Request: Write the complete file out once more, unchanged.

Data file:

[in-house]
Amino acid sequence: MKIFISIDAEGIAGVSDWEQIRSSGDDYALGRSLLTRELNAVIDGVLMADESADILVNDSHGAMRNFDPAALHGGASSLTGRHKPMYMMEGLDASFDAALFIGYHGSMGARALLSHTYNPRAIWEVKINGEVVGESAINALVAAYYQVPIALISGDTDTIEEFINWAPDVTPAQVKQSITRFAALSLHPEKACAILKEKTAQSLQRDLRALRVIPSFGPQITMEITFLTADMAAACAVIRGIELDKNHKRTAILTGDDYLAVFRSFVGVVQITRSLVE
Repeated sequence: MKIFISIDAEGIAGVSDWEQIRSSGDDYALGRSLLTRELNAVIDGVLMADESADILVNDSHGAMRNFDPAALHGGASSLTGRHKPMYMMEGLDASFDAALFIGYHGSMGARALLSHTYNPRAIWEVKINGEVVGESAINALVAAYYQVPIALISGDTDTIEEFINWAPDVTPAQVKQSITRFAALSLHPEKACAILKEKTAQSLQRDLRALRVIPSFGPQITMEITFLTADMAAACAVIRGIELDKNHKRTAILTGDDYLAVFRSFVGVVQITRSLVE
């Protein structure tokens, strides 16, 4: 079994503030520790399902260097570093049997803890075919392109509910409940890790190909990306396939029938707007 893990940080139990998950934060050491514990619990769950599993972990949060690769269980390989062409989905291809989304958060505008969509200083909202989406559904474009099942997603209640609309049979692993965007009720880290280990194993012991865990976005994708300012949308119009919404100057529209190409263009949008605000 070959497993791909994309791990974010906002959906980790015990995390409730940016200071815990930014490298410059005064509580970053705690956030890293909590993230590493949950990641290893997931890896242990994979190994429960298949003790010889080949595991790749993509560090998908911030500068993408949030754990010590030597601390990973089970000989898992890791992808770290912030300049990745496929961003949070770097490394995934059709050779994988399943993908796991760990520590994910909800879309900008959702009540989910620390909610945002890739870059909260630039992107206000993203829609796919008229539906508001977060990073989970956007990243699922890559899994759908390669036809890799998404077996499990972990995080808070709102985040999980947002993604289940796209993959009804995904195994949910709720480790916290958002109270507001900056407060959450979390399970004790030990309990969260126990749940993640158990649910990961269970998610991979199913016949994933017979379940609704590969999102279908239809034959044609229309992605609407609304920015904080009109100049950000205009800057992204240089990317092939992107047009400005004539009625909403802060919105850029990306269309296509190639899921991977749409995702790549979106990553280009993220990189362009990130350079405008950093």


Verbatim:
[in-house]
Amino acid sequence: MKIFISIDAEGIAGVSDWEQIRSSGDDYALGRSLLTRELNAVIDGVLMADESADILVNDSHGAMRNFDPAALHGGASSLTGRHKPMYMMEGLDASFDAALFIGYHGSMGARALLSHTYNPRAIWEVKINGEVVGESAINALVAAYYQVPIALISGDTDTIEEFINWAPDVTPAQVKQSITRFAALSLHPEKACAILKEKTAQSLQRDLRALRVIPSFGPQITMEITFLTADMAAACAVIRGIELDKNHKRTAILTGDDYLAVFRSFVGVVQITRSLVE
Repeated sequence: MKIFISIDAEGIAGVSDWEQIRSSGDDYALGRSLLTRELNAVIDGVLMADESADILVNDSHGAMRNFDPAALHGGASSLTGRHKPMYMMEGLDASFDAALFIGYHGSMGARALLSHTYNPRAIWEVKINGEVVGESAINALVAAYYQVPIALISGDTDTIEEFINWAPDVTPAQVKQSITRFAALSLHPEKACAILKEKTAQSLQRDLRALRVIPSFGPQITMEITFLTADMAAACAVIRGIELDKNHKRTAILTGDDYLAVFRSFVGVVQITRSLVE
């Protein structure tokens, strides 16, 4: 079994503030520790399902260097570093049997803890075919392109509910409940890790190909990306396939029938707007 893990940080139990998950934060050491514990619990769950599993972990949060690769269980390989062409989905291809989304958060505008969509200083909202989406559904474009099942997603209640609309049979692993965007009720880290280990194993012991865990976005994708300012949308119009919404100057529209190409263009949008605000 070959497993791909994309791990974010906002959906980790015990995390409730940016200071815990930014490298410059005064509580970053705690956030890293909590993230590493949950990641290893997931890896242990994979190994429960298949003790010889080949595991790749993509560090998908911030500068993408949030754990010590030597601390990973089970000989898992890791992808770290912030300049990745496929961003949070770097490394995934059709050779994988399943993908796991760990520590994910909800879309900008959702009540989910620390909610945002890739870059909260630039992107206000993203829609796919008229539906508001977060990073989970956007990243699922890559899994759908390669036809890799998404077996499990972990995080808070709102985040999980947002993604289940796209993959009804995904195994949910709720480790916290958002109270507001900056407060959450979390399970004790030990309990969260126990749940993640158990649910990961269970998610991979199913016949994933017979379940609704590969999102279908239809034959044609229309992605609407609304920015904080009109100049950000205009800057992204240089990317092939992107047009400005004539009625909403802060919105850029990306269309296509190639899921991977749409995702790549979106990553280009993220990189362009990130350079405008950093």